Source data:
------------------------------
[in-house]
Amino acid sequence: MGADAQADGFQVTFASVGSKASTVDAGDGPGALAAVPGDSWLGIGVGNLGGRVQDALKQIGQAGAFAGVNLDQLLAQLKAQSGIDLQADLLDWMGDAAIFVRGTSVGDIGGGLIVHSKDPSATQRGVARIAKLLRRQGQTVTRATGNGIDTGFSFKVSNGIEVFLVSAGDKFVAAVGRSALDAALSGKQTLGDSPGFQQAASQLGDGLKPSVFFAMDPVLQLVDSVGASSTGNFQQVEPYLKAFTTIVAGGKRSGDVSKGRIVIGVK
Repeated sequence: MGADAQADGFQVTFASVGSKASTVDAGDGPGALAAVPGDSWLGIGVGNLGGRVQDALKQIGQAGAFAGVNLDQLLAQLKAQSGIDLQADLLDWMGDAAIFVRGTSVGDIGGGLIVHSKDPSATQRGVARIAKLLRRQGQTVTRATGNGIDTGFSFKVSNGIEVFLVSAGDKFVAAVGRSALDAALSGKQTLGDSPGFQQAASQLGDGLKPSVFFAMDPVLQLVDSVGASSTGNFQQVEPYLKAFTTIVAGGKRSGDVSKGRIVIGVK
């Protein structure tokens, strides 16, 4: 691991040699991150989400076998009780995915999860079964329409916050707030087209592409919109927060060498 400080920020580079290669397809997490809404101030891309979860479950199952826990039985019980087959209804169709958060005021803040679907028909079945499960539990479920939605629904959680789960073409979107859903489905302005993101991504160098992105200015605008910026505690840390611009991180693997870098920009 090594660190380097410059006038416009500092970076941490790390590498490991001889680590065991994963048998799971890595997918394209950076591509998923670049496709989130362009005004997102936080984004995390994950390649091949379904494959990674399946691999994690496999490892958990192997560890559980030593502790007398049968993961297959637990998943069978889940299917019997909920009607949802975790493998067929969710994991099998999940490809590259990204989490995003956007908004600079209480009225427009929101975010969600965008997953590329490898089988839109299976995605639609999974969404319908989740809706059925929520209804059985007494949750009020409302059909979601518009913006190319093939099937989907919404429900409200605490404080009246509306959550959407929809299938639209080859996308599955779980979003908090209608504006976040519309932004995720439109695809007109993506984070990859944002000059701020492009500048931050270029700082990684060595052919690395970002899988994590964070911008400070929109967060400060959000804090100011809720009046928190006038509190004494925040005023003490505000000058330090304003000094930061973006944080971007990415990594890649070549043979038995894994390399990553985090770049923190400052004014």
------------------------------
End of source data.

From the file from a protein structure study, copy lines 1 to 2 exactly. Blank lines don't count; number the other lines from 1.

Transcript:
[in-house]
Amino acid sequence: MGADAQADGFQVTFASVGSKASTVDAGDGPGALAAVPGDSWLGIGVGNLGGRVQDALKQIGQAGAFAGVNLDQLLAQLKAQSGIDLQADLLDWMGDAAIFVRGTSVGDIGGGLIVHSKDPSATQRGVARIAKLLRRQGQTVTRATGNGIDTGFSFKVSNGIEVFLVSAGDKFVAAVGRSALDAALSGKQTLGDSPGFQQAASQLGDGLKPSVFFAMDPVLQLVDSVGASSTGNFQQVEPYLKAFTTIVAGGKRSGDVSKGRIVIGVK